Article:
Worst co-worker types
By Laura Morsch
Editor's Note: CNN.com has a business partnership with CareerBuilder.com, which serves as the exclusive provider of job listings and services to CNN.com.
YOUR E-MAIL ALERTS
You've planned ahead, you're organized and you're right on track to finish your project by deadline. Then you realize Joe hasn't given you his data, and he's nowhere to be found.
Your phone rings -- someone is passing those salesmen along to you again!
When you finally refocus, Anna pops into your office -- twice -- to discuss her daughter's orchestra lessons. Enough! What does it take to get some work done around here?
Sometimes your coworkers' lousy habits can raise your blood pressure or leave you working weekends. In "Dealing With Difficult People" (Firefly Books), Robert Cava spotlights some of the biggest culprits and offers some suggestions to send them packing.
The Shirker is the office Houdini -- somehow he manages to disappear when work is near. Whether he habitually strolls in an hour late or abandons his desk without notice, you're stuck working double-time.
How to deal: Confront the Shirker. State the problem and your feelings or reaction to the problem, then invite a solution. For example: "Bill, you probably don't realize the double workload I have every time you're late. This makes our department look bad. What do you think you can do to stop this from happening in the future?"
The Buck-Passer unloads her work onto everyone else's desks. She blames others for her mistakes, and refuses to do anything that's not in her narrowly defined job description.
How to deal: First, check your own job description to be sure the Buck-Passer's task isn't part of your assigned duties. If it's not, alert your boss to the situation and ask for advice.
Try this: "I have a problem and I need your help in solving it. Sally on switchboard is transferring calls to me whenever she isn't sure whom the caller should be talking to. Should I be fielding these calls, or should I suggest she put the calls through to someone else?"
The Procrastinator delays things until the last possible minute, slowing you down by not having the information you need to meet your deadlines.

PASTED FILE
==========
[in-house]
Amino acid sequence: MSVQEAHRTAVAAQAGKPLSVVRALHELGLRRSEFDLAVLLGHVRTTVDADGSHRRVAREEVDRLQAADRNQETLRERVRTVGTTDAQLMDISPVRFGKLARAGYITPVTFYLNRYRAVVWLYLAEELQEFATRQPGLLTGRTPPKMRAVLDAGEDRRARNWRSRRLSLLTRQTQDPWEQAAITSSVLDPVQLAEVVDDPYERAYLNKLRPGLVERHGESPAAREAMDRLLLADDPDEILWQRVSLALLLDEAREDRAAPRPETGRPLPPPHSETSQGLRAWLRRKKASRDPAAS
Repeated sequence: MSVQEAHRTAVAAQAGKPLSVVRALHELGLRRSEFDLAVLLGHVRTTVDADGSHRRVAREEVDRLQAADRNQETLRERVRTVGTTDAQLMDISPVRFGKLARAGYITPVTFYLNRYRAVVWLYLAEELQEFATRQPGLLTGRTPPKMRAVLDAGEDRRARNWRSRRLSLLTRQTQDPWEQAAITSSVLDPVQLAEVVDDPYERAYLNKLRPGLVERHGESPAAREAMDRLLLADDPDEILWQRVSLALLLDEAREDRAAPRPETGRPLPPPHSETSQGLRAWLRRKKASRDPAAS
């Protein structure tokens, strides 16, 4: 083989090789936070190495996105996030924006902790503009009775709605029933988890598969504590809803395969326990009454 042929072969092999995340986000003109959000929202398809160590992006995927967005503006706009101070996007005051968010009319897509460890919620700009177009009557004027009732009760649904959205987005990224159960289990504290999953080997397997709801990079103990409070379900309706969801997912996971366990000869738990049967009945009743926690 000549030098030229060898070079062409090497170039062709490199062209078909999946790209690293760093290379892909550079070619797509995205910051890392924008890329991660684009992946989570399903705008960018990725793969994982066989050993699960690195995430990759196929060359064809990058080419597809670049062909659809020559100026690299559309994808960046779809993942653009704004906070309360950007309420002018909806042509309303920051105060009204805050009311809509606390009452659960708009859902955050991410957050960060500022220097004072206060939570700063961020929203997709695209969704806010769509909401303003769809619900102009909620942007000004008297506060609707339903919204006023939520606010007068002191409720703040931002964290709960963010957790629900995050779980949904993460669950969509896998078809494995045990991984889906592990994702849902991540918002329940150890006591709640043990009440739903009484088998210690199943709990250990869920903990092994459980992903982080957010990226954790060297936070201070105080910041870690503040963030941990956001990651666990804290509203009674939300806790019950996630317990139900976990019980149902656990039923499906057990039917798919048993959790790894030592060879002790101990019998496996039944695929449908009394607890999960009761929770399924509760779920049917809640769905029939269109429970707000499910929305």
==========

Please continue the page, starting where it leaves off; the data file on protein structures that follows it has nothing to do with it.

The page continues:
How to deal: Remind the Procrastinator about deadlines a week ahead, a day ahead -- whatever it takes to get the work done on time. If this doesn't work, turn in the report on time -- with or without the Procrastinator's piece. Write, "Information not available from [Procrastinator's] department." This way, the Procrastinator will take the flak.
The competitor is an overachiever who won't let you forget it. She turns everything into a competition -- who can sell the most, who can work longer hours, and so on.
How to deal: Let the competitor know you're not interested in making everything into a win-or-lose event. For example, "Sue, it's not important to me who's the better typist, but I'm getting upset because you keep insisting I compete with you. Why do you feel you have to be the best in everything you do?"
Your clothes, your husband, your choice of transportation -- nothing is exempt from the Critic's disapproval.
How to deal: Calmly acknowledge to the Critic there may be some truth to what he is saying. This lets you receive criticism comfortably without anxiety or becoming defensive, taking away from the power of manipulative criticism. For example, if the Critic scoffs that your pants never look right, smile and say, "I'm sure they could fit better." Then drop it.
The Interrupter stops by your cubicle 10 times a day to chat about her latest boyfriend. Your ringing telephone and pressing deadlines don't deter her -- she keeps popping in and you keep losing your train of thought.
How to deal: If people just want to chat, suggest they catch you at lunchtime or coffee break. Set time limits for meetings and breaks and stick to them. Try to meet people in their offices, so you can leave and end the conversation when you want to.
The important thing to remember is to talk to your co-worker -- before you blow up at him or her. It's much easier to solve a problem early than to do damage control later. Also, remember your supervisor wants her department to look good -- and that means making sure you are able to do your job.
Laura Morsch is a writer for CareerBuilder.com.
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